"Che" Nobody knows how Steven Soderbergh's two-part, four-hour Che Guevara biopic will play with American viewers, and nobody's expecting a huge hit. But Benicio del Toro's magnetic and enigmatic performance claimed the acting prize at Cannes, and an Oscar nomination should be next. Contrary to what I (and everybody else) reported a few weeks ago, "Che" has been acquired by IFC, not by Magnolia Pictures, and it'll get an intriguing release pattern: first in a theatrical four-hour version, in big cities only, and then as two separate films in wider release, also available on IFC's pay-per-view cable platform. Oh and by the way: It's a thrilling and challenging work of cinema, the best thing of Soderbergh's entire career. (Release is planned for December.)
"The Class" The Palme d'Or winner at Cannes, Laurent Cantet's semi-improvised drama set inside a Parisian inner-city high school and starring real-life teacher-turned-author François Bégaudeau, is an ironclad sure bet as a modest box-office success and a foreign-language Oscar nominee. It opens the NYFF on Friday night, and I guess a lot of people who haven't seen it are expecting a feelgood life-lessons drama, "Dead Poets Society" with a multiculti cast and discussions about Voltaire. In fact it's a formally rigorous film with no heroes or villains that resists all the easy dogmas about race and education. If you or your children have attended public education anywhere in the Western world, this one's a can't-miss. (Likely release date is Dec. 12.)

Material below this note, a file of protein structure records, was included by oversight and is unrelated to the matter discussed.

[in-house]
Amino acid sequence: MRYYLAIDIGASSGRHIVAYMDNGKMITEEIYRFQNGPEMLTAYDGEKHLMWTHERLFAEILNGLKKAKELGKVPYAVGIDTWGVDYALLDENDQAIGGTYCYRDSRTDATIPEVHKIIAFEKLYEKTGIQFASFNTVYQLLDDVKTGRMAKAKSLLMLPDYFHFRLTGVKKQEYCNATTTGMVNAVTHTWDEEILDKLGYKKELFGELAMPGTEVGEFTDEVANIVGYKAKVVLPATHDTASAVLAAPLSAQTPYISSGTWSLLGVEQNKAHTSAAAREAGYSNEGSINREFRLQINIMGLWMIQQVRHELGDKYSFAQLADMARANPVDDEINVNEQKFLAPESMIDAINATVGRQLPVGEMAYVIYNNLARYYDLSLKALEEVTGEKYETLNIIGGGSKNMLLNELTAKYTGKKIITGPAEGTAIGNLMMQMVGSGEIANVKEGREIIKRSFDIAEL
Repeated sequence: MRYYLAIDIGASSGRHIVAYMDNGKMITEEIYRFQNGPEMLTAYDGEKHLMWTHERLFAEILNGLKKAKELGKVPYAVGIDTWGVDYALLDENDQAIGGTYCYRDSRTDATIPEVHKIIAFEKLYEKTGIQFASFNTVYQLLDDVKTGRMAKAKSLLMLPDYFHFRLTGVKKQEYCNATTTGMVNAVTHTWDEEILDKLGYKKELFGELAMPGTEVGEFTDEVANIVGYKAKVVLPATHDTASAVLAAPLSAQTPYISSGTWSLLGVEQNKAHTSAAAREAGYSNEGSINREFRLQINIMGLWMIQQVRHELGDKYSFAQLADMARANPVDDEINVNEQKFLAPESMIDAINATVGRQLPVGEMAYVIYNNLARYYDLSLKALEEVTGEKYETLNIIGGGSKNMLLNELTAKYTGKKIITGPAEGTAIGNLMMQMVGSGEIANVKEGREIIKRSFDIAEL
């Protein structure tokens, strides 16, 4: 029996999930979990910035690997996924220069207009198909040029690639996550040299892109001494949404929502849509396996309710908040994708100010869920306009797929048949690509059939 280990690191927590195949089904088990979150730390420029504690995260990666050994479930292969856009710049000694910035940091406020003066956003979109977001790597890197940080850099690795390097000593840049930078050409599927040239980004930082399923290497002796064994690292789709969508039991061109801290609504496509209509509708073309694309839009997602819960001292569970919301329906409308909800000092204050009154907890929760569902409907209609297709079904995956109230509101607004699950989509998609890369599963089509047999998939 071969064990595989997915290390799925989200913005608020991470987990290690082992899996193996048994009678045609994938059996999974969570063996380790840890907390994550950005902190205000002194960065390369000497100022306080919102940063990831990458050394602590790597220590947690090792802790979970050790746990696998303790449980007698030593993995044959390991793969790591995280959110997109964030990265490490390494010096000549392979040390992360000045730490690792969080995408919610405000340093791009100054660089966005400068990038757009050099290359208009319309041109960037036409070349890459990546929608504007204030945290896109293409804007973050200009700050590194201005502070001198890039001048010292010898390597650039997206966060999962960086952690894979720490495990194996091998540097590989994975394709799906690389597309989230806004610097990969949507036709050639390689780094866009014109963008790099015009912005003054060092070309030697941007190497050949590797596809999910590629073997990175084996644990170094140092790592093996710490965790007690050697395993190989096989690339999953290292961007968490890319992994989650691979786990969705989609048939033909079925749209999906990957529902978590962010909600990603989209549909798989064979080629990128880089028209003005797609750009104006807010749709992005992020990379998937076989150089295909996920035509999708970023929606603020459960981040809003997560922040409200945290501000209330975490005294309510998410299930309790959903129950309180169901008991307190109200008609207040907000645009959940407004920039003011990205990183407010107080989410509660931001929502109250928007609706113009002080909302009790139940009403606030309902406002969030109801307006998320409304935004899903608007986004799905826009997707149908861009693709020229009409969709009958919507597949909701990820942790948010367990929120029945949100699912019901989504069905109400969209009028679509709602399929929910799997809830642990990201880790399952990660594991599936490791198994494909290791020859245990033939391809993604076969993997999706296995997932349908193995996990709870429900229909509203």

"Happy-Go-Lucky" I have yet to see British indie legend Mike Leigh's latest, but everyone is raving about Sally Hawkins' performance as a preternaturally bubbly London kindergarten teacher. Leigh's films are generally a little too prickly to reach a large American audience, but this one's sunnier than most and if there's one thing the Academy loves, it's an up-with-people message movie from our charming cousins across the pond. (Opens in theaters Oct. 10.)